DOWNTOWN L.A. — Santa Monica’s chances of landing billionaire philanthropist Eli Broad’s museum took another hit Tuesday after the Los Angeles County Board of Supervisors gave unanimous support to a plan to build the museum as part of the Grand Avenue Project in Downtown Los Angeles.

The Board of Supervisors is the third of four boards with authority over the Grand Avenue Project. The Community Redevelopment Agency board and Los Angeles City Council have already endorsed the museum idea.

The Grand Avenue Authority, a joint powers authority of state and local officials, will meet Monday to consider the proposal.

“Mr. Broad is still considering two locations, and Santa Monica is one of them,” said Karen Denne of the Broad Foundation.

Broad wants to see if the Downtown L.A. project wins approval from all four boards before making a final decision.

The museum would house Eli and Edythe Broad’s extensive contemporary art collection.

Santa Monica City Hall has offered Broad eight acres of land in the Civic Center at a rent of $1 a year for 99 years, and has also offered to contribute $1 million toward construction costs.

Broad said in July that he is willing to pay the Los Angeles Community Redevelopment Agency $7.7 million for a 99-year lease on public land in Downtown L.A. That money would reportedly be used to build affordable housing in phase two of the project.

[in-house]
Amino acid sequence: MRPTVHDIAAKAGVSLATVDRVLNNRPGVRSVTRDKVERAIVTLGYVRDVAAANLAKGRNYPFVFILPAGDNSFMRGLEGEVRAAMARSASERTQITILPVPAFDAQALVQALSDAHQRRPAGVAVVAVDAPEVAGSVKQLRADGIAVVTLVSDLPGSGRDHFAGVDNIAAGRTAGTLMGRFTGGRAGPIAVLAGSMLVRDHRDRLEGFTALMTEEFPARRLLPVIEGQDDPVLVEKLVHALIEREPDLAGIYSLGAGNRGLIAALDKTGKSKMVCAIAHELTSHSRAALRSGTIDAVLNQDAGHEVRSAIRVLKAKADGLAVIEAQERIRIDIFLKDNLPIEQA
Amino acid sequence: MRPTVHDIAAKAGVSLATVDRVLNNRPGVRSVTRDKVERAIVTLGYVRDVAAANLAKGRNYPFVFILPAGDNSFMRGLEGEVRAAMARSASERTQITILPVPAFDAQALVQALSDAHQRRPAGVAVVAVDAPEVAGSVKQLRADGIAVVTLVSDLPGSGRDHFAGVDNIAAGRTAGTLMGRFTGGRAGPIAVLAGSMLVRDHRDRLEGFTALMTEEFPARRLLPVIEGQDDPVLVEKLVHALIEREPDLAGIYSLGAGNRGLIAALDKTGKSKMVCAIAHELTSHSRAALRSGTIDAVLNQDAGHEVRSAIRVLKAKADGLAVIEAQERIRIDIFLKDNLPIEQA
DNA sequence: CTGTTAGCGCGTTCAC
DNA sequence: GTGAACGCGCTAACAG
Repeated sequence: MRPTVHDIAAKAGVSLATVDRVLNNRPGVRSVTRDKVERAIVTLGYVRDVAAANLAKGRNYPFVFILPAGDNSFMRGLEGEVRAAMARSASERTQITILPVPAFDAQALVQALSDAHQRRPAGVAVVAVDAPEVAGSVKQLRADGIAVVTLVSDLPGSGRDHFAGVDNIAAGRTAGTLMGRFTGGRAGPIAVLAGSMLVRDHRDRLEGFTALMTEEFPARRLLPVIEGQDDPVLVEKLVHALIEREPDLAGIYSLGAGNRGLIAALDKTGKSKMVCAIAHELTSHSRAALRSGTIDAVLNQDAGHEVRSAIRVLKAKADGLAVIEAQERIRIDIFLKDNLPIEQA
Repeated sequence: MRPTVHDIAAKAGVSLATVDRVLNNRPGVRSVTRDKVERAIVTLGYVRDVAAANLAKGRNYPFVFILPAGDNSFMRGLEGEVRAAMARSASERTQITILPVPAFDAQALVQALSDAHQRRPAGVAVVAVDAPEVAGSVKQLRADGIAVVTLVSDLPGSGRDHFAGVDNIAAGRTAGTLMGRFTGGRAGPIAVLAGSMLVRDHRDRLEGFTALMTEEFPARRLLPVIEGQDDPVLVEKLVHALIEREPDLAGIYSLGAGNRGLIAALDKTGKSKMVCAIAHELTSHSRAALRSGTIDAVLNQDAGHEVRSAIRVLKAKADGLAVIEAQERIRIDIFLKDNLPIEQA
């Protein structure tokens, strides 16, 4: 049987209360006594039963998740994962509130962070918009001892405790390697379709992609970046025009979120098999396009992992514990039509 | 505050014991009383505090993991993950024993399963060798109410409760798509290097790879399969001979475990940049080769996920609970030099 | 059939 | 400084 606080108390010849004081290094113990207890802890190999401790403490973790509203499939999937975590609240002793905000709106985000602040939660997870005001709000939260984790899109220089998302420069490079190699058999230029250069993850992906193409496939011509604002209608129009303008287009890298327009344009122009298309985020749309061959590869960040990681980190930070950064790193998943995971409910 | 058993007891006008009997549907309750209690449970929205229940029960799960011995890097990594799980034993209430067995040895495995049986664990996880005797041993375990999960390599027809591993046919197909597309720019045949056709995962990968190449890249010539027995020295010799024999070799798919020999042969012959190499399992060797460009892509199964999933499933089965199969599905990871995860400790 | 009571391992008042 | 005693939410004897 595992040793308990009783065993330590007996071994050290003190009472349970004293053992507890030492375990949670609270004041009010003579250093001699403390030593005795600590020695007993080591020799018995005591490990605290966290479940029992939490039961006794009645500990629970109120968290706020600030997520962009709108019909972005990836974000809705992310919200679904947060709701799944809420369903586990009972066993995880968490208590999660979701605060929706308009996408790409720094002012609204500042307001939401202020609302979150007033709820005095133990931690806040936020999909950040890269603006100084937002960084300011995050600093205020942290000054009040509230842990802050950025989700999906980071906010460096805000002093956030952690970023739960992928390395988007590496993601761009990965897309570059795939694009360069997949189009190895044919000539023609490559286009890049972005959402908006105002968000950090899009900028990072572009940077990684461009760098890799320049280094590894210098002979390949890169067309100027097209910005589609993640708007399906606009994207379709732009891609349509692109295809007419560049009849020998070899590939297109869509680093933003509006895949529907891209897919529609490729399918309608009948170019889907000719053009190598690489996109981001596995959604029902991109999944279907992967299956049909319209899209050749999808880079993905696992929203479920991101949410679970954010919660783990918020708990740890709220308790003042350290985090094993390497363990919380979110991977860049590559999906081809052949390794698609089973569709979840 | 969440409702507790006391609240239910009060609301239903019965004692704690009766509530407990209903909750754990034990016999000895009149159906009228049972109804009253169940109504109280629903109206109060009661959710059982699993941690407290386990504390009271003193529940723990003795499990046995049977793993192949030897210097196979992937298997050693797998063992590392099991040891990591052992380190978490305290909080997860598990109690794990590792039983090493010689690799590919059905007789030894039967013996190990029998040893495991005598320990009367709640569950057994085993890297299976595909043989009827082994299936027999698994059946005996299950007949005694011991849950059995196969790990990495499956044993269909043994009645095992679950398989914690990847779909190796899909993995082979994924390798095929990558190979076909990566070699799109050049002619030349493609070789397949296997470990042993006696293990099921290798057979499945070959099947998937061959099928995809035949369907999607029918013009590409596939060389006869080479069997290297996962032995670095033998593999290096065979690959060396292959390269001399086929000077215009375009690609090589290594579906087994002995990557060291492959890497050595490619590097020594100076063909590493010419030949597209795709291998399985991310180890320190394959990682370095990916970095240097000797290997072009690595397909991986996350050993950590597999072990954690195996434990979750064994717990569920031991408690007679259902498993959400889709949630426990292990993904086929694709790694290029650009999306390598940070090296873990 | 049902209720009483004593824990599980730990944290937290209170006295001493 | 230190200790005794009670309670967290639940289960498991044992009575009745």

Broad, whose worth Forbes magazine estimates at $5.7 billion, already has promised to pay the full construction cost of the museum up to $100 million and provide a $200 million endowment that would yield an estimated $12 million a year to cover the museum’s operating expenses.

If built in L.A., the museum would replace retail uses originally proposed as part of the $3 billion, mixed-use Grand Avenue Project. The Broad Collection, as the museum is named in board documents, would occupy the southwest corner of Second Street and Grand Avenue. The site is across from the Walt Disney Concert Hall.

Santa Monica city officials said in July that they were not feeling the pressure to sweeten their offer to Broad. They feel that Santa Monica’s location is far superior and the deal is more financially beneficial to Broad.

Members of the arts community urged the county supervisors to approve the proposal.

“The Broad collection is one of the country’s greatest private collections,” said David Johnson, co-chair of the Museum of Contemporary Art’s Board of Trustees. He added that he expected “many opportunities for the Broad Foundation and MOCA to work together.”

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